Cerivastatin 7 (Figure 7), another entirely synthetic statin, is one of the most potent inhibitors of HMG-CoA reductase (Ki = 1.3 pM) identified.66 Cerivastatin contains a unique penta-substituted pyridine core, retains the unsaturated E-heptenoic acid side chain with the identical (3R, 5S) chirality found in fluvastatin, and is about 100-fold more potent than lovastatin. Cerivastatin was orally active in animal models in the low mgkg— 1 range. For example, in normal chow-fed dogs, oral cerivastatin at 0.01-0.1 mg kg— 1 day— 1 dose-dependently reduced LDLc plasma levels after 18 days, and this reduction reached a maximum of 75% with the 0.1 mgkg — 1 day— 1 dose. Similarly, low oral daily doses of 0.1 mgkg — 1 of cerivastatin reduced plasma LDLc and the progression of atherosclerosis in rabbit models after 9 weeks of dosing.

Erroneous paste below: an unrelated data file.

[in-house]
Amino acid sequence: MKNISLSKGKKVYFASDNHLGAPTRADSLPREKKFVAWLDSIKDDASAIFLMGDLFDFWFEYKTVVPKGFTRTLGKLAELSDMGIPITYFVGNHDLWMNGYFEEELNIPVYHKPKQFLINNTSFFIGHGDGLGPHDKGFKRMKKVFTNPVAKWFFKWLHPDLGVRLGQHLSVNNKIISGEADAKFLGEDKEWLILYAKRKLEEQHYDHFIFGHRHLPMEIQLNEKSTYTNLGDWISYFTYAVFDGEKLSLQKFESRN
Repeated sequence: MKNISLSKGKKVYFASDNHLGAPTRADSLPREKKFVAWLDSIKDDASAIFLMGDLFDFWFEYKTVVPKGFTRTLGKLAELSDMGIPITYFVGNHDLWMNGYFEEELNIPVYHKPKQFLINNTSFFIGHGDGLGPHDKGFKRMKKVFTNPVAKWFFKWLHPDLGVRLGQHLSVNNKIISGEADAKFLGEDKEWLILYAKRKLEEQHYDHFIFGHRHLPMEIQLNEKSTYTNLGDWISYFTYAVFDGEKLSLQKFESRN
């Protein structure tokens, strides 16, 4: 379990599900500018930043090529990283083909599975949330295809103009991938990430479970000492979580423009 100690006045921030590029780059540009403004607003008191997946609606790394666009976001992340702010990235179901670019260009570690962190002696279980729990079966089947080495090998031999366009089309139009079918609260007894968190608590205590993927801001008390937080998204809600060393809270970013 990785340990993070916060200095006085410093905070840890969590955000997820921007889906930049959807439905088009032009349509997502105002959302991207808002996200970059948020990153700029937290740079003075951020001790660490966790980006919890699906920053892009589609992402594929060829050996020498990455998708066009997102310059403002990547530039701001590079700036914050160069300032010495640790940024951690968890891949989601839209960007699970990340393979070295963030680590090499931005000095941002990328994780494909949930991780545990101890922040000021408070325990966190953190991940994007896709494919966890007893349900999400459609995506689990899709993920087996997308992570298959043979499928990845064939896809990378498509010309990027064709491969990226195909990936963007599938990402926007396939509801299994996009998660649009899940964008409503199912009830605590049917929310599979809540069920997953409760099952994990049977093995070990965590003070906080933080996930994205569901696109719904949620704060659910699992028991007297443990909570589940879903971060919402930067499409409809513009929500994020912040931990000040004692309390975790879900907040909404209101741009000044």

The lower doses of cerivastatin administered in animal studies were also effective in humans where, at daily doses of 0.025-0.4 mg, cerivastatin reduced LDLc levels dose-dependently and by greater than 50% using the 0.4 mg daily dose. Cerivastatin has a much higher overall oral bioavailability (~ 60%) than other statins and is metabolized in humans by both CYP3A4 and CYP2C8. Like many other statins, it is highly protein-bound (>95%), in spite of its fairly low ClogP (1.5). Cerivastatin 7 was first approved for human use in the UK in 1997. It was voluntarily withdrawn in 2001 after higher incidences of severe myopathy and renal failure were observed in cerivastatin-treated patients, particularly in patients co-treated with gemfibrozil.
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